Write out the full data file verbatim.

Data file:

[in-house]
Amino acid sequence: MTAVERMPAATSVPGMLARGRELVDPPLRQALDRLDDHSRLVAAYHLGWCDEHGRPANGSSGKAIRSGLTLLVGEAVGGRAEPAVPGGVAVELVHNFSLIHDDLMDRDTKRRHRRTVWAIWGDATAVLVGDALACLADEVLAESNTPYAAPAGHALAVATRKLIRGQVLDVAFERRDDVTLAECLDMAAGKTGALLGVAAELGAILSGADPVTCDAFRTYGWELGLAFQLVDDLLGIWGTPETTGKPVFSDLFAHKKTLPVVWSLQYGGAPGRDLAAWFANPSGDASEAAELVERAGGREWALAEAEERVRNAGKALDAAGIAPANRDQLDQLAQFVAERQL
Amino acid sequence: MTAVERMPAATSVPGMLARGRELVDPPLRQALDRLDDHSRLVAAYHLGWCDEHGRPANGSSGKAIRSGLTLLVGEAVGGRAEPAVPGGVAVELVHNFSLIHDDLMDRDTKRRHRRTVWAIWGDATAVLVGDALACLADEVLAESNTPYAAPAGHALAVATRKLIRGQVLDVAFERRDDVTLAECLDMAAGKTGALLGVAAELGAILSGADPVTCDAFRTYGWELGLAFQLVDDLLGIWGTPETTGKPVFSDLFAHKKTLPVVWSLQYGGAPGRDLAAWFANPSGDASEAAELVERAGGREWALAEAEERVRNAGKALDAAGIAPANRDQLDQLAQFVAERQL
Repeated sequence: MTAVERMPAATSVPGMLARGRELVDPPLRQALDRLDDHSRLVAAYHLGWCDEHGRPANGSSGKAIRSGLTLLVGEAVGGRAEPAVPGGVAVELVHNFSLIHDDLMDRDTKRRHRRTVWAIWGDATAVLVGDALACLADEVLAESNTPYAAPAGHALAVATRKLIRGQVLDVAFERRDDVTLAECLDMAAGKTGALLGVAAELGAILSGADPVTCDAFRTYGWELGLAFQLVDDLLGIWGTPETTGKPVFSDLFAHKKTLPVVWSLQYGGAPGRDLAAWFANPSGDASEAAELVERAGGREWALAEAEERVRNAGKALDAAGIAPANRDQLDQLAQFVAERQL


[in-house]
Amino acid sequence: MTAVERMPAATSVPGMLARGRELVDPPLRQALDRLDDHSRLVAAYHLGWCDEHGRPANGSSGKAIRSGLTLLVGEAVGGRAEPAVPGGVAVELVHNFSLIHDDLMDRDTKRRHRRTVWAIWGDATAVLVGDALACLADEVLAESNTPYAAPAGHALAVATRKLIRGQVLDVAFERRDDVTLAECLDMAAGKTGALLGVAAELGAILSGADPVTCDAFRTYGWELGLAFQLVDDLLGIWGTPETTGKPVFSDLFAHKKTLPVVWSLQYGGAPGRDLAAWFANPSGDASEAAELVERAGGREWALAEAEERVRNAGKALDAAGIAPANRDQLDQLAQFVAERQL
Amino acid sequence: MTAVERMPAATSVPGMLARGRELVDPPLRQALDRLDDHSRLVAAYHLGWCDEHGRPANGSSGKAIRSGLTLLVGEAVGGRAEPAVPGGVAVELVHNFSLIHDDLMDRDTKRRHRRTVWAIWGDATAVLVGDALACLADEVLAESNTPYAAPAGHALAVATRKLIRGQVLDVAFERRDDVTLAECLDMAAGKTGALLGVAAELGAILSGADPVTCDAFRTYGWELGLAFQLVDDLLGIWGTPETTGKPVFSDLFAHKKTLPVVWSLQYGGAPGRDLAAWFANPSGDASEAAELVERAGGREWALAEAEERVRNAGKALDAAGIAPANRDQLDQLAQFVAERQL
Repeated sequence: MTAVERMPAATSVPGMLARGRELVDPPLRQALDRLDDHSRLVAAYHLGWCDEHGRPANGSSGKAIRSGLTLLVGEAVGGRAEPAVPGGVAVELVHNFSLIHDDLMDRDTKRRHRRTVWAIWGDATAVLVGDALACLADEVLAESNTPYAAPAGHALAVATRKLIRGQVLDVAFERRDDVTLAECLDMAAGKTGALLGVAAELGAILSGADPVTCDAFRTYGWELGLAFQLVDDLLGIWGTPETTGKPVFSDLFAHKKTLPVVWSLQYGGAPGRDLAAWFANPSGDASEAAELVERAGGREWALAEAEERVRNAGKALDAAGIAPANRDQLDQLAQFVAERQL